Pakistani attendants fill vehicles at a gasoline station in Islamabad.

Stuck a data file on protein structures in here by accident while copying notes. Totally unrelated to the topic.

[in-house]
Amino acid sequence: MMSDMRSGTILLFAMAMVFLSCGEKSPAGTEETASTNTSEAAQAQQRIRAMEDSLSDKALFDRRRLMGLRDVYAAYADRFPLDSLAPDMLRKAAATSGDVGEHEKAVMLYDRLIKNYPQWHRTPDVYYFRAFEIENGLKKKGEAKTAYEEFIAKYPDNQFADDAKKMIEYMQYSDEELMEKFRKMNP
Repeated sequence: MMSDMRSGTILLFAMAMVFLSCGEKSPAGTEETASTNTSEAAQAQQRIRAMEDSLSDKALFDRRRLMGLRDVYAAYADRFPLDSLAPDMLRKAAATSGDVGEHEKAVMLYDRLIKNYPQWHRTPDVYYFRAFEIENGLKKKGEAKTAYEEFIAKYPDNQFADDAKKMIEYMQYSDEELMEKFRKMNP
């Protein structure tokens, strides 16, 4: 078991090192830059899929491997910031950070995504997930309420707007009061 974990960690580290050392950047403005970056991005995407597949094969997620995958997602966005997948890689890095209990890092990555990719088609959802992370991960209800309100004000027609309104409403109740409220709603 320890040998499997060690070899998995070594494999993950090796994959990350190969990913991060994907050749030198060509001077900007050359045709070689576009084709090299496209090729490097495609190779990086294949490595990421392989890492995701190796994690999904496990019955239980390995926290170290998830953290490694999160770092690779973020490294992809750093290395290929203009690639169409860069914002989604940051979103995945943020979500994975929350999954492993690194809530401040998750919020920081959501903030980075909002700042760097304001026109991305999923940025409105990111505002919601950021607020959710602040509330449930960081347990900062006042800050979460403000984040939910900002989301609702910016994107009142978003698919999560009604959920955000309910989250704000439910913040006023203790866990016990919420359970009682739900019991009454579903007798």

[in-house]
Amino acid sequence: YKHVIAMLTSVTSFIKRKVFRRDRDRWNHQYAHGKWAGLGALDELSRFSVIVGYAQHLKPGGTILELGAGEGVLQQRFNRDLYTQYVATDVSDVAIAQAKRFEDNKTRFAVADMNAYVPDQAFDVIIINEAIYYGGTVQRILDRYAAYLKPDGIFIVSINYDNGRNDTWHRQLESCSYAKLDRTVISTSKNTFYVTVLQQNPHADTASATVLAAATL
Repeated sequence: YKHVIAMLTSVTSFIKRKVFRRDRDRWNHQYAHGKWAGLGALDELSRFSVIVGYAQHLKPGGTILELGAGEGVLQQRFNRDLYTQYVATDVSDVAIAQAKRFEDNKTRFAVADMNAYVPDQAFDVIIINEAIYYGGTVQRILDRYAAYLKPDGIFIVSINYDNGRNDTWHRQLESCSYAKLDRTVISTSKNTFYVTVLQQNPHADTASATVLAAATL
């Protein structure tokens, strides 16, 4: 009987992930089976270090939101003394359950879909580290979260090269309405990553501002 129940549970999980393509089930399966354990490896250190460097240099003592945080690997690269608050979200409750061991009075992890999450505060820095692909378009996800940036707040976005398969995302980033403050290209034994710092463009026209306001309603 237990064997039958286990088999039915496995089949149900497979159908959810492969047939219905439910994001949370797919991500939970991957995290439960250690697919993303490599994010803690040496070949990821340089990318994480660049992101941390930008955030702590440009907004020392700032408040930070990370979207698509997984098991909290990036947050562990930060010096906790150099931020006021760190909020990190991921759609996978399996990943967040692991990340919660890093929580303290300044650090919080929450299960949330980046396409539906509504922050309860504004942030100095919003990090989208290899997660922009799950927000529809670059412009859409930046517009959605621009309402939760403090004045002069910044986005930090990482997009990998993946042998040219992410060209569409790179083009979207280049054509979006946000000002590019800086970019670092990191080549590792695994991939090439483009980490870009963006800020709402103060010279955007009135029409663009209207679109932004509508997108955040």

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The Organization of Petroleum Exporting Countries' agreement to cut production ends two years of Saudi Arabia's pump-at-will policies, which had sunk oil prices to the joy of drivers in the Western world and the consternation of central bankers seeking to stave off deflation.OPEC can't control the 60 percent of world production outside its membership and earlier accords have fallen apart.Non-OPEC producers: Countries such as Russia and Mexico will see oil prices rise, even though they aren't part of the agreement to trim production.Low oil prices have stood in the way of those objectives.U.S. shale producers: All depends on whether the accord leads to a lasting increase in prices.The Bloomberg World Airline Index was down 0.6 percent today, with Deutsche Lufthansa AG off 2.9 percent and Ryanair Holdings Plc falling 2.4 percent.
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